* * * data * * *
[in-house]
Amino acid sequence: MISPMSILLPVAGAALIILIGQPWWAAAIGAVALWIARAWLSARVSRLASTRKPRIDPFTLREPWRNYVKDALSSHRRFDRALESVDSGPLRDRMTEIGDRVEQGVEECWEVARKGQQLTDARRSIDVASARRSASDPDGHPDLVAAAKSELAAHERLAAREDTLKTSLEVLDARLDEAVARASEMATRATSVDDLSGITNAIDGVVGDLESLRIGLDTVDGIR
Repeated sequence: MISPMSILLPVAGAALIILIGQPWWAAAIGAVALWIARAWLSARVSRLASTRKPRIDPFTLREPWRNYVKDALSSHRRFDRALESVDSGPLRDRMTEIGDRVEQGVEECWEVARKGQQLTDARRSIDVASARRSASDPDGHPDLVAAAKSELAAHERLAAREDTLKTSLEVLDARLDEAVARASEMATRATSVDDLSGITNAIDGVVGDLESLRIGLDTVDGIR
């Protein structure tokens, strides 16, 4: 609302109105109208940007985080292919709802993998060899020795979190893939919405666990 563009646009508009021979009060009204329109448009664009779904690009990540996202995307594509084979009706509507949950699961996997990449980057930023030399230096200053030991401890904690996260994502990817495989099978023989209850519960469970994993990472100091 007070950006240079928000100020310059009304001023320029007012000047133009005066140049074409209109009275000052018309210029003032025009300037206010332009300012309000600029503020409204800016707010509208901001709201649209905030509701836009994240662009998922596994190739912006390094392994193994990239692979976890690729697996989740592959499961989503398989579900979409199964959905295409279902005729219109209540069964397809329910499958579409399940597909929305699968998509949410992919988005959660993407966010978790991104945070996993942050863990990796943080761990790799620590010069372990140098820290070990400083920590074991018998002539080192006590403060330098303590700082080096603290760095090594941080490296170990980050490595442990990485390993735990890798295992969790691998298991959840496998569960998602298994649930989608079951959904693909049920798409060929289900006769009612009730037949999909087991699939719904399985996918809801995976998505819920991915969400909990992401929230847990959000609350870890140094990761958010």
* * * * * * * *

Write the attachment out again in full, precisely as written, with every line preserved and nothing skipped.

[in-house]
Amino acid sequence: MISPMSILLPVAGAALIILIGQPWWAAAIGAVALWIARAWLSARVSRLASTRKPRIDPFTLREPWRNYVKDALSSHRRFDRALESVDSGPLRDRMTEIGDRVEQGVEECWEVARKGQQLTDARRSIDVASARRSASDPDGHPDLVAAAKSELAAHERLAAREDTLKTSLEVLDARLDEAVARASEMATRATSVDDLSGITNAIDGVVGDLESLRIGLDTVDGIR
Repeated sequence: MISPMSILLPVAGAALIILIGQPWWAAAIGAVALWIARAWLSARVSRLASTRKPRIDPFTLREPWRNYVKDALSSHRRFDRALESVDSGPLRDRMTEIGDRVEQGVEECWEVARKGQQLTDARRSIDVASARRSASDPDGHPDLVAAAKSELAAHERLAAREDTLKTSLEVLDARLDEAVARASEMATRATSVDDLSGITNAIDGVVGDLESLRIGLDTVDGIR
């Protein structure tokens, strides 16, 4: 609302109105109208940007985080292919709802993998060899020795979190893939919405666990 563009646009508009021979009060009204329109448009664009779904690009990540996202995307594509084979009706509507949950699961996997990449980057930023030399230096200053030991401890904690996260994502990817495989099978023989209850519960469970994993990472100091 007070950006240079928000100020310059009304001023320029007012000047133009005066140049074409209109009275000052018309210029003032025009300037206010332009300012309000600029503020409204800016707010509208901001709201649209905030509701836009994240662009998922596994190739912006390094392994193994990239692979976890690729697996989740592959499961989503398989579900979409199964959905295409279902005729219109209540069964397809329910499958579409399940597909929305699968998509949410992919988005959660993407966010978790991104945070996993942050863990990796943080761990790799620590010069372990140098820290070990400083920590074991018998002539080192006590403060330098303590700082080096603290760095090594941080490296170990980050490595442990990485390993735990890798295992969790691998298991959840496998569960998602298994649930989608079951959904693909049920798409060929289900006769009612009730037949999909087991699939719904399985996918809801995976998505819920991915969400909990992401929230847990959000609350870890140094990761958010």